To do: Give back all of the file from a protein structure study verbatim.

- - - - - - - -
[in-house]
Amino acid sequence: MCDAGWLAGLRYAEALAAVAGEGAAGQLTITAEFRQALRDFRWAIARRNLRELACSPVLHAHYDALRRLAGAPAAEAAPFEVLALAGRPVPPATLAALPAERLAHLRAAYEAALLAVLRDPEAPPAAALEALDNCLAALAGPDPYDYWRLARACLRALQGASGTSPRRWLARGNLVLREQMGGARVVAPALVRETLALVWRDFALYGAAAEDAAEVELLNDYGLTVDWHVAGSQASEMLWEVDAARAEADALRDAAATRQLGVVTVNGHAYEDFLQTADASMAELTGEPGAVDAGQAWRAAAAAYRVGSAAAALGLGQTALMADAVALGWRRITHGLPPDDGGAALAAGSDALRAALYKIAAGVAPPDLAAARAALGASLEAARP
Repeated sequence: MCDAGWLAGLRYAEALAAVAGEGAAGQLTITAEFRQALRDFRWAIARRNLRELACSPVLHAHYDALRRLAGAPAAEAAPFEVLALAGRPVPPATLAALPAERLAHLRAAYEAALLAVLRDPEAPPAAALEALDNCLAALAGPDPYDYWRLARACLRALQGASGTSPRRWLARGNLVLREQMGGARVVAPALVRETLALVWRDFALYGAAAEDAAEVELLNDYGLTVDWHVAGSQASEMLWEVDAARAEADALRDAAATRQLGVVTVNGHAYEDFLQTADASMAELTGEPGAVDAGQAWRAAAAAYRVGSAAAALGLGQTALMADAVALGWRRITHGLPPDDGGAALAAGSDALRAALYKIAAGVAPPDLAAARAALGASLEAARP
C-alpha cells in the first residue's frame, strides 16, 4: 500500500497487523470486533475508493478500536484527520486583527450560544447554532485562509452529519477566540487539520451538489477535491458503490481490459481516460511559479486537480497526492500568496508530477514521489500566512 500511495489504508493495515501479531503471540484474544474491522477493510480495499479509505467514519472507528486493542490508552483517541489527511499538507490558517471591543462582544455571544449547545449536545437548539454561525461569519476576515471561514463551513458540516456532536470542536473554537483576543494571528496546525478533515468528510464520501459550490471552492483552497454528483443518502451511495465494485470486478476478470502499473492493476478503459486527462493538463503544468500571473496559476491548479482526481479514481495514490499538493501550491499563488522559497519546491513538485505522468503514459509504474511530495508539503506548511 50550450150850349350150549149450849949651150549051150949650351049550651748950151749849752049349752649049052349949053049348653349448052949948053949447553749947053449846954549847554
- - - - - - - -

[in-house]
Amino acid sequence: MCDAGWLAGLRYAEALAAVAGEGAAGQLTITAEFRQALRDFRWAIARRNLRELACSPVLHAHYDALRRLAGAPAAEAAPFEVLALAGRPVPPATLAALPAERLAHLRAAYEAALLAVLRDPEAPPAAALEALDNCLAALAGPDPYDYWRLARACLRALQGASGTSPRRWLARGNLVLREQMGGARVVAPALVRETLALVWRDFALYGAAAEDAAEVELLNDYGLTVDWHVAGSQASEMLWEVDAARAEADALRDAAATRQLGVVTVNGHAYEDFLQTADASMAELTGEPGAVDAGQAWRAAAAAYRVGSAAAALGLGQTALMADAVALGWRRITHGLPPDDGGAALAAGSDALRAALYKIAAGVAPPDLAAARAALGASLEAARP
Repeated sequence: MCDAGWLAGLRYAEALAAVAGEGAAGQLTITAEFRQALRDFRWAIARRNLRELACSPVLHAHYDALRRLAGAPAAEAAPFEVLALAGRPVPPATLAALPAERLAHLRAAYEAALLAVLRDPEAPPAAALEALDNCLAALAGPDPYDYWRLARACLRALQGASGTSPRRWLARGNLVLREQMGGARVVAPALVRETLALVWRDFALYGAAAEDAAEVELLNDYGLTVDWHVAGSQASEMLWEVDAARAEADALRDAAATRQLGVVTVNGHAYEDFLQTADASMAELTGEPGAVDAGQAWRAAAAAYRVGSAAAALGLGQTALMADAVALGWRRITHGLPPDDGGAALAAGSDALRAALYKIAAGVAPPDLAAARAALGASLEAARP
C-alpha cells in the first residue's frame, strides 16, 4: 500500500497487523470486533475508493478500536484527520486583527450560544447554532485562509452529519477566540487539520451538489477535491458503490481490459481516460511559479486537480497526492500568496508530477514521489500566512 500511495489504508493495515501479531503471540484474544474491522477493510480495499479509505467514519472507528486493542490508552483517541489527511499538507490558517471591543462582544455571544449547545449536545437548539454561525461569519476576515471561514463551513458540516456532536470542536473554537483576543494571528496546525478533515468528510464520501459550490471552492483552497454528483443518502451511495465494485470486478476478470502499473492493476478503459486527462493538463503544468500571473496559476491548479482526481479514481495514490499538493501550491499563488522559497519546491513538485505522468503514459509504474511530495508539503506548511 50550450150850349350150549149450849949651150549051150949650351049550651748950151749849752049349752649049052349949053049348653349448052949948053949447553749947053449846954549847554